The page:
Baltimore County Councilman Joseph Bartenfelder said Wednesday he has amended his most recent annual financial disclosure statement to include farmland his family has leased from Baltimore City since the 1960s.
Bartenfelder, a farmer and former teacher, said his family most recently paid $225 for a year's lease on the property— about 20 acres behind his home that is part of the Baltimore reservoir system. He acknowledged that omitting the lease information from required annual statements was an oversight, and he corrected it this week after receiving questions from a television reporter.
While he said the lease price is below his estimate of a market rate of about $50 per acre, he added that the value of the land for farming is limited because the city has the right to work on the land to maintain or improve pumps and other reservoir installations. He said the agreement allows the city to work anywhere on the land with 30 days' notice.
City Comptroller Joan M. Pratt said she is planning to review the lease, at the city's Fullerton Reservoir site, to make sure Bartenfelder is paying fair value.
A review of ethics forms going back to 2006 shows Bartenfelder disclosed two properties that he owns in the county and one on the Eastern Shore, but not the land he leases from the city. A Democratic councilman since 1994 who is running for county executive this year, Bartenfelder said he had not listed the lease agreement for land located off Ridge Road in Fullerton on the ethics form "because I was never aware it had to be on there. That's why I filed an addendum as soon as I found out. …There was nothing to hide about it."
Bartenfelder's family once owned the property but sold it to the city in the 1960s. He said he realized the lease had to be disclosed after he was questioned about the property by WBAL-TV reporter Jayne Miller. He said he filed the amendment with the Baltimore County Ethics Commission on Tuesday.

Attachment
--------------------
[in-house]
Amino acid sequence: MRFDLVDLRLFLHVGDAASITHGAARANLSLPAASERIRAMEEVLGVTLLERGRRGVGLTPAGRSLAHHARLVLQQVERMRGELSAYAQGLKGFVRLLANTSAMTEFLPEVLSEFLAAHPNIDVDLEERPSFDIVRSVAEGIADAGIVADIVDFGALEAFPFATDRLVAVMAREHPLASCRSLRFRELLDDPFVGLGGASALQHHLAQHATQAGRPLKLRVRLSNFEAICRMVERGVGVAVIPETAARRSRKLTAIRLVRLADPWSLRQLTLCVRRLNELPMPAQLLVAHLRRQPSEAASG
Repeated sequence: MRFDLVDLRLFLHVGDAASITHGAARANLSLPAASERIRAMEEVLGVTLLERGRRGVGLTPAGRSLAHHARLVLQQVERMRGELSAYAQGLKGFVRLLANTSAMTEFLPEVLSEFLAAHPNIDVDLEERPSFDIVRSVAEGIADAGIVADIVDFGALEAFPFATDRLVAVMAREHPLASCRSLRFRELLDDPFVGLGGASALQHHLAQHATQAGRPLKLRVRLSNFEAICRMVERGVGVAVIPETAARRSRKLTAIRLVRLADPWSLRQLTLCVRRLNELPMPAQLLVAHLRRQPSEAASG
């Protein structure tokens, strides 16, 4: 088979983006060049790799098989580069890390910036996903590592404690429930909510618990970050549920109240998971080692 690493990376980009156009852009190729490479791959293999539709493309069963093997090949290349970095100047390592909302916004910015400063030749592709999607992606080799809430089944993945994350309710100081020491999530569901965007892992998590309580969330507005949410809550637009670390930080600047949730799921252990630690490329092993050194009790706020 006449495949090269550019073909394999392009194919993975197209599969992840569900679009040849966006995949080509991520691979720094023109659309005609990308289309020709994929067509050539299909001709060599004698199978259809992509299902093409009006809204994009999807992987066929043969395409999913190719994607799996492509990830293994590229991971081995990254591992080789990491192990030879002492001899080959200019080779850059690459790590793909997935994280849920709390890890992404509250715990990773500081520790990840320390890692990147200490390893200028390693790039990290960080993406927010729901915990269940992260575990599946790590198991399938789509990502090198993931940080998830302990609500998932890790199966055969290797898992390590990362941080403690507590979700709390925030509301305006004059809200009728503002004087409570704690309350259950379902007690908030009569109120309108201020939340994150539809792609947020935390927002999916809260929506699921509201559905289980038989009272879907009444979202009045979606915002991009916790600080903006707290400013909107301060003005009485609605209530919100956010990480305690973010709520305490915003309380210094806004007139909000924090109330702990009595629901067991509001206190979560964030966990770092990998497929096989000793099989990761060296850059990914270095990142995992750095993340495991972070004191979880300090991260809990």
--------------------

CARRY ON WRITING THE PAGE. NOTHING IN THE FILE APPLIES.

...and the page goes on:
Bartenfelder said his family uses about 14 of the 20 acres to grow hay for his daughter's two horses, and they do not sell the hay. He said he does not believe the property has significant value for agriculture. "There's nobody that would take a lease to rent any farmland if [the city] would have a 30-day notice to start working" on the property, potentially destroying valuable crops, he said.
Pratt could not be reached for comment, but she told WBAL-TV for a story broadcast Wednesday evening that "we're taking a look at that lease right now, and we're going to be sure that the lessee is paying fair-market value."
Records show that in 2003, Bartenfelder signed a lease on the property with an annual rent of $804, but he said the city never executed the agreement.
Bartenfelder said he's one of several people holding leases on about 200 acres at the Fullerton site. He said the 20 acres was once owned by his family, and was bought by the city and leased back in an arrangement made by his family more than 40 years ago, when he was a boy. In exchange for maintaining the property, he said, the family was allowed to lease it back.
"That was with my father and grandfather," he said. "Eventually, of course, I ended up with it in the end."
City documents indicate that in addition to about 200 acres in Fullerton, Baltimore has owned more than 45,000 acres for a regional water system in Anne Arundel, Baltimore, Carroll and Harford counties.